"About 1 500 horn sets were poached and smuggled out of South Africa in 2014. That is a total retail value of around R4-billion (about $330-million) going to criminals."

Hanks believes that a strictly regulated legal trade in horn would ensure that:

  • Rhino horn can be supplied without killing a single animal
  • Live rhinos will be more valuable than dead rhinos (rhino horn regrows after it has been harvested; in males at a rate of about 1kg a year and in females at about 600 grams a year)
  • Rhino horn stockpiles in government and private hands can be fed into the market, removing the high costs and security risks of keeping them
  • State reserves and private owners can generate substantial income from animals which, at present, are a massive burden
  • Controlled legal trade would encourage other private rhino owners and local communities to buy more rhinos and breed with them.
  • He cited a recent study which found that a 16km squared community rhino farm could hold at least 60 rhino, create 100 full-time jobs and generate income of at least R12-million a year.

Local communities surrounding parks and in areas where poachers are recruited are key to finding a solution to the poaching crisis, Hanks said.

"Imagine you live there [in one of the 'poaching villages']. Real poverty, no job, malnutrition, no hope for the future and somebody comes into the village and says, 'Here is R20 000 in crisp new notes. Go and kill me a rhino.' Of course you are going to be tempted."

Rhino hornBlack rhino numbers have fallen from about 100 000 in 1960 to 3500 today. Their main source of danger is from humans. Photo by RayMorris1, accessed via flickr.

Political will is lacking because there are so many other priorities for governments in Africa.

"In South Africa, can we honestly expect government to put millions more into the conservation of one species when government is faced with so many pressing economic problems? Look at what is happening to our water reserves, there is the need for better education, for employment opportunities. Conservation of a single species is not seen as a priority. There is inadequate law enforcement linked to widespread corruption. There is the continued alienation of rural communities by punitive measures to protect wildlife. In too many cases there is little or no attempt to help these people develop alternative, sustainable livelihoods."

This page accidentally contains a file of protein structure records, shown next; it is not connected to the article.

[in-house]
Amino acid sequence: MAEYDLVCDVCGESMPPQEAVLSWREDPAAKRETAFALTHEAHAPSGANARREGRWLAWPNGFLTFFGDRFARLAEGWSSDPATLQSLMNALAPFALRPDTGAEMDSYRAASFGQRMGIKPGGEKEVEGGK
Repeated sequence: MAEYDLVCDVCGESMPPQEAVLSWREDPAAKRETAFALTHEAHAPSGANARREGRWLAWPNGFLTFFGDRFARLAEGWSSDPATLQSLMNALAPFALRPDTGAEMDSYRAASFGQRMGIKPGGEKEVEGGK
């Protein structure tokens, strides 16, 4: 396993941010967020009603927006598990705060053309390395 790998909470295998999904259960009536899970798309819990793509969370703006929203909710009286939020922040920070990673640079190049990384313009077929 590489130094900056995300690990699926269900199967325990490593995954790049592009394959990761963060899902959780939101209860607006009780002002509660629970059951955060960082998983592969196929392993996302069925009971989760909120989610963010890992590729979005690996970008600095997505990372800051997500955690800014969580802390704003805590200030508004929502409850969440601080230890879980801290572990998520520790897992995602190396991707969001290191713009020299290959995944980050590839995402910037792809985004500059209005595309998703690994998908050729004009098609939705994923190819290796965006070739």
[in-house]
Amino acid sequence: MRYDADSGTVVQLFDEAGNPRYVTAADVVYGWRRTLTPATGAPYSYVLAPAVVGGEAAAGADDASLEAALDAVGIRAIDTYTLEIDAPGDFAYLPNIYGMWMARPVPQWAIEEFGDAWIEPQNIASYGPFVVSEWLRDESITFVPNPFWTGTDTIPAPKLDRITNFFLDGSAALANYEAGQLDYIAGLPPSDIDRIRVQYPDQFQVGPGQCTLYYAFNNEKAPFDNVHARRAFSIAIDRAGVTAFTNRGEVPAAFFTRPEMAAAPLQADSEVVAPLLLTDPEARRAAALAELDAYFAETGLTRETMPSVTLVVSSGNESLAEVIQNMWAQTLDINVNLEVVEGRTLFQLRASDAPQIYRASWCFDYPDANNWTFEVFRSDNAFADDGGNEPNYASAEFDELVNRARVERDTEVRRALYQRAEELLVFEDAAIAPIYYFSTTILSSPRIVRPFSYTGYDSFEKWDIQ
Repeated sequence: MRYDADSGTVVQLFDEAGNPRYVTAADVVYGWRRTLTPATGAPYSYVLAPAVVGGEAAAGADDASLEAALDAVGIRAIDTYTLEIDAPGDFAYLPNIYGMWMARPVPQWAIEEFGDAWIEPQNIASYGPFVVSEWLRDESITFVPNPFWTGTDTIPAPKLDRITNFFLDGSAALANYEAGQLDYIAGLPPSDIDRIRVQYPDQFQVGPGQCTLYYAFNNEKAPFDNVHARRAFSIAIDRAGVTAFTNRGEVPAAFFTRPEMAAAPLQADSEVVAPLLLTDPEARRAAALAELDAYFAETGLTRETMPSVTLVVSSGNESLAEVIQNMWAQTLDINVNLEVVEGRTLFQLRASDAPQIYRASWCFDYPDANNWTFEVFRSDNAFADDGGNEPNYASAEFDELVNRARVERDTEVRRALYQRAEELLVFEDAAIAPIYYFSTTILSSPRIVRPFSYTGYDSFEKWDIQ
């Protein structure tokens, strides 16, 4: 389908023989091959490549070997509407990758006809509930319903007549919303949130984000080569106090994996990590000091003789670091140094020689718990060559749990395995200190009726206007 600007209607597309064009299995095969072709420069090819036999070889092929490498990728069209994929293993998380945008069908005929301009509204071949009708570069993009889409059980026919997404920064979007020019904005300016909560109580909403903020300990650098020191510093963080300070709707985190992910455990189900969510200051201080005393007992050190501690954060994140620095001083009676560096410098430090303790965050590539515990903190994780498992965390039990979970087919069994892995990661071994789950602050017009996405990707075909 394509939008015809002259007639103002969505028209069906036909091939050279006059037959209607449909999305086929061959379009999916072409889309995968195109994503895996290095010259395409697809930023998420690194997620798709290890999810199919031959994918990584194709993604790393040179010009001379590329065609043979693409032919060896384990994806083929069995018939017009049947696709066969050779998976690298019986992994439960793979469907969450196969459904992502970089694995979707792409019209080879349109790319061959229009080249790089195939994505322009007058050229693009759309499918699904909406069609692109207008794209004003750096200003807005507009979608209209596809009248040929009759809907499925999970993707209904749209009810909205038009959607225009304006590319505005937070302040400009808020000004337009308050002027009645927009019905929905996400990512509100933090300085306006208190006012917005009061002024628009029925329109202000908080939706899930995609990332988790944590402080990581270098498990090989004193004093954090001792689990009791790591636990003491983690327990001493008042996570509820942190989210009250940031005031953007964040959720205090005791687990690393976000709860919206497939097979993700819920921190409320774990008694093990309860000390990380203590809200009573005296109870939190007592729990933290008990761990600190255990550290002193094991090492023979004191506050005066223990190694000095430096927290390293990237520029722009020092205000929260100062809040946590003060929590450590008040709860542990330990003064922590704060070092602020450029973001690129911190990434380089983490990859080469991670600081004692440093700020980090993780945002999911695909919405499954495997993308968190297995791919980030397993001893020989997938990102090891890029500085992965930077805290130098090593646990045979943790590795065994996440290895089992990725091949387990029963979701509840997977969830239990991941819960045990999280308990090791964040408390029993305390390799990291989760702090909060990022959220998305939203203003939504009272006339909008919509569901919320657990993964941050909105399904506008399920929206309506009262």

Conservation areas across Africa are severely underfunded. "There isn't a single protected area that has adequate funding."

Hanks believes South Africa should "present a very strong case for legal trade that will benefit agencies responsible for protected areas, private land-owners with rhinos and adjacent communities" to CITES, the Convention on International Trade in Endangered Species, when its 181 members states meet in Cape Town next year.

Will Travers – president of the Born Free Foundation, an ardent opponent to legal trade – disagreed, saying that "legalised trade will not stop poaching [and], in my view, will actually increase poaching as criminals launder money into the now legal rhino horn market and undercut whatever price is set by whatever mechanism you can come up with".

"No one as far as I know has done any really serious analysis of the market, the drivers of the market, the size of the market [or] the desire of the market – People talk about demand reduction. I prefer a clear focus on demand elimination."

Referring to the lack of funds available from governments for conservation, Travers said this could be resolved, in part, in South Africa, with the introduction of a "conservation contribution of R50 for every one of the 9.5-million visitors who come to the country every year".

"The burden of development challenges and eco-system protection cannot be placed at the door of a handful of high value species.

"South Africa stands at a crossroads: that its current approach to rhino horn trade may unnecessarily isolate it from other countries in Africa, that it risks losing public goodwill and that it may be seen to be increasingly out of step with public opinion."

South Africa, as host nation of the CITES conference of parties in 2016, "does not want to suffer a humiliating defeat at the hands of its guests".

"CITES can and will, I believe, reject proposals for the legalisation of rhino horn trade that I contend increases the threat to the species," Travers said.

Story by Julian Rademeyer from the Global Initiative against Transnational Organised Crime.


UCT's Centre of Criminology together with the Global Initiative against Transnational Organised Crime and the Conservation Action Trust hosted Wildlife in Crisis, a series of expert lectures and discussions conducted over three evenings at UCT, from 18–20 May.

Stay tuned for daily updates from the conference:
Day 1: People and wildlife: a status report
Day 2: Towards a solution
Day 3: Enforcement and justice